Antenatal care for pregnant women by skilled health providers is important for maintaining a healthy pregnancy, improving pregnancy outcomes by identifying any complications, promoting healthy behaviors and providing clients with an opportunity to actively engage with health providers [9]. ANC coverage in sub-Saharan African countries has improved over the years, although the rates vary across countries [10, 11]. According to the 2015–2016 Tanzania Demographic and Health Survey (DHS), almost all pregnant women in Tanzania (98%) attended ANC at least once, but only half (51%) had four or more ANC visits as recommended by WHO. WHO recommends provision of IPTp at each scheduled antenatal visit in the second and third trimesters, with doses given at least 1 month apart, ideally as directly-observed treatment (DOT) [12]. Despite fairly high ANC coverage, uptake of IPTp by pregnant women remains low in Tanzania [13]. In 2012, Tanzania’s National Malaria Control Programme (NMCP) set a target of increasing the percentage of women reporting a live birth in the previous 2 years who received two doses or more of IPTp from 32% in 2012 to 80% in 2016 and continuing to 2020 [14]. However, the 2015–2016 DHS reported that the percentage of pregnant women who received at least two doses of IPTp in 2016 was 35% [15], though the Malaria Indicator Survey (MIS) 2017 showed that the percentage was 56% [16]. The wide gap between the national target and the achieved rates, regardless of multiple scale-up efforts, represents unexplored opportunities. In contrast to Tanzania mainland, Zanzibar is at a pre-elimination stage for malaria, after scaling up WHO’s recommended guidelines in 2006 [17]. Due to low prevalence of malaria in Zanzibar, IPTp is no longer given during ANC [18].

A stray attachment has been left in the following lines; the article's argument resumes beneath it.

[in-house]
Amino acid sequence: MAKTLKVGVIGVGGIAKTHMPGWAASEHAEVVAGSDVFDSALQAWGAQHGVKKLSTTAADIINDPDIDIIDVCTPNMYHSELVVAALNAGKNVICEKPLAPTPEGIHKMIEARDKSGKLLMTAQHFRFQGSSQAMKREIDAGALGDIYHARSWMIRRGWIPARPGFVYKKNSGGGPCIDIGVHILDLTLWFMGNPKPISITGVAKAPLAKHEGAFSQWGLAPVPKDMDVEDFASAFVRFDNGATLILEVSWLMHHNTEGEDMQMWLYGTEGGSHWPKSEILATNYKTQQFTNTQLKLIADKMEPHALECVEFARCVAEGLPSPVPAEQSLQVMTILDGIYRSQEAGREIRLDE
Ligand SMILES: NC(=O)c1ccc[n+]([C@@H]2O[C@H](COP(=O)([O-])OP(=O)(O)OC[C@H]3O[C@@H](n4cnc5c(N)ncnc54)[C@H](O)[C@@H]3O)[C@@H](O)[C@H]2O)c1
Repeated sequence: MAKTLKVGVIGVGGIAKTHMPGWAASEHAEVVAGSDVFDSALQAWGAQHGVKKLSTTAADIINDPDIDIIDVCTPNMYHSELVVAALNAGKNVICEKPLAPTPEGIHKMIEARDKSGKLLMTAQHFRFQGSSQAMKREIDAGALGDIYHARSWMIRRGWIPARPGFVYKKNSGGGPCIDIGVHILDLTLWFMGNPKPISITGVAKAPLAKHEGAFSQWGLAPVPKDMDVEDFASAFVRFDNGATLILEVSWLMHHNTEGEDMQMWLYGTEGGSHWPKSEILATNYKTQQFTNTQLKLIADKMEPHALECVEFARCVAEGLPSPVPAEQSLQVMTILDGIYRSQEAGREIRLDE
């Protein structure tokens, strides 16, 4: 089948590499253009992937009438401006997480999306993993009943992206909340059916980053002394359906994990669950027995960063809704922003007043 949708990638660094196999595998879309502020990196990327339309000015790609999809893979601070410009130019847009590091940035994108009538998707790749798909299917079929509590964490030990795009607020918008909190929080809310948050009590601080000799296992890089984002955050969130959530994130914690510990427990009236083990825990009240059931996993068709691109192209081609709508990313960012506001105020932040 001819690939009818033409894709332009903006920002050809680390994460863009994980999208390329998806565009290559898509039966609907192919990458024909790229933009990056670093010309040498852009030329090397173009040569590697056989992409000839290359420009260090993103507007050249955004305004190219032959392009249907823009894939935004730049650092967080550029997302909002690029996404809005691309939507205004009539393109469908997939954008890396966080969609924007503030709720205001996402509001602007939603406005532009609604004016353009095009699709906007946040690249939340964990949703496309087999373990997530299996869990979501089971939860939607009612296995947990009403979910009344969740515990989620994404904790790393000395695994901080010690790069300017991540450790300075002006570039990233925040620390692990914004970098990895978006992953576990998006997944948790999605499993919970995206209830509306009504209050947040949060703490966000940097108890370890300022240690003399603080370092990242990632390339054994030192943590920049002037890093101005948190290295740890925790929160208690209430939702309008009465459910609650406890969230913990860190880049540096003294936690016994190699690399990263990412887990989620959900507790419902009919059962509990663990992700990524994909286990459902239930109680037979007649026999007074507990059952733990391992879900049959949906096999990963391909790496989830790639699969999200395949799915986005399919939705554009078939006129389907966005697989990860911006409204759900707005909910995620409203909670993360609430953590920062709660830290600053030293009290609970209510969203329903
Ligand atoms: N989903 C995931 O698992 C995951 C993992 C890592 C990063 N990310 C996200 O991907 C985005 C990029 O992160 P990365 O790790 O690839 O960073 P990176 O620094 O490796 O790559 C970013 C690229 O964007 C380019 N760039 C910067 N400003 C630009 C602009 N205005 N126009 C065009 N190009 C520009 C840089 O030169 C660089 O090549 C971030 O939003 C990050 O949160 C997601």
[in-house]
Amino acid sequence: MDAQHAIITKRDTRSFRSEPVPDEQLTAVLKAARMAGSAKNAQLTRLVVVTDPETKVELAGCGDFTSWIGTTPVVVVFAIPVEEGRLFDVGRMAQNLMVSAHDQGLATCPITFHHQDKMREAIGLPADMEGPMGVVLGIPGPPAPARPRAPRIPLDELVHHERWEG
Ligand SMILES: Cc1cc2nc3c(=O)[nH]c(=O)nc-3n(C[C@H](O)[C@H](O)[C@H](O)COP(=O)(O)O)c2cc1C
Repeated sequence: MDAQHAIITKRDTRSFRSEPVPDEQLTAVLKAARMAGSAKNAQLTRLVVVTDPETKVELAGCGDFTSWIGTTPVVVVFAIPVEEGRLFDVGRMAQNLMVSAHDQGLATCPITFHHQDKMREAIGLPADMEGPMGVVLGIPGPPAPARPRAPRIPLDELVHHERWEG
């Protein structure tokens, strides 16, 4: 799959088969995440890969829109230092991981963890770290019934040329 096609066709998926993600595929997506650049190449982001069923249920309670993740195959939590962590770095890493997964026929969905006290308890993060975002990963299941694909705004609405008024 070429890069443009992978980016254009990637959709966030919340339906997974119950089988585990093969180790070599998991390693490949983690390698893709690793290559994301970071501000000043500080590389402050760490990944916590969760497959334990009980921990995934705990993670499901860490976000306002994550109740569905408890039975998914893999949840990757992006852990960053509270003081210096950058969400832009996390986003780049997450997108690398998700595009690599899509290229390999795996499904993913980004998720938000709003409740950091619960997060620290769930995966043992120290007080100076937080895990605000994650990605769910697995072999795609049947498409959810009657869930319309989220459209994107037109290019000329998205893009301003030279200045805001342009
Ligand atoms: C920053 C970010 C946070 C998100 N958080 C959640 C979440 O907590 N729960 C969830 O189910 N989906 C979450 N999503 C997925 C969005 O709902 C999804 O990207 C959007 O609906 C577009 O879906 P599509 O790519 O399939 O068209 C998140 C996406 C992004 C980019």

While numerous studies have examined and continue to reveal women’s individual factors; such as age, education level, receiving health educational information and HIV counseling during ANC, previous pregnancy complications [19], number of ANC visits [20], and history of pregnancy to be positively associated with the attendance of ANC and uptake of IPTp, fewer studies have examined factors at the facility and provider levels [21, 22]. Individual and system factors that have been negatively associated with ANC attendance are never being married, long distance to ANC facility, young age and limited pregnancy disclosure [1, 23]. Managing authority, defined as public or private, has also been independently associated with the uptake of IPTp [24]. Private facilities were less likely to administer IPTp than facilities managed by public authorities [25]. Geographical zones were also a factor in ANC attendance and uptake of IPTp by women [9]; residing in regions of Eastern and Coastal zone was significantly associated with higher uptake of IPTp compared to residence in any other zone [26]. Prevalence of malaria is the highest for regions in the Lake, West and Southern zones [18], the uptake of IPTp by women aged 15–49 years in these zones was low to moderate for women in Lake and West zones and relatively higher in Southern zone [16]. Higher household economic status has a positive influence on uptake of IPTp; women from non-poor households are more likely to attend ANC clinics [27]. Sociocultural practices such as religious beliefs or family support also influence ANC attendance, therefore IPTp uptake [27]. A qualitative study in Uganda identified inconsistent guidelines, lack of training and supervision, stock-out and weak supply chain as some of the supply-side barriers to uptake of IPTp by pregnant women [28]. The latest Service Availability and Readiness Assessment (SARA) report of 2017 indicated high availability of selected components of malaria services with differences across facility type, managing authority and facility location, IPTp was more often available in public facilities compared to private. Readiness for provision of some of these malaria services was lower; specifically, the proportion of staff trained in provision of IPTp, was much lower at private facilities than public [29].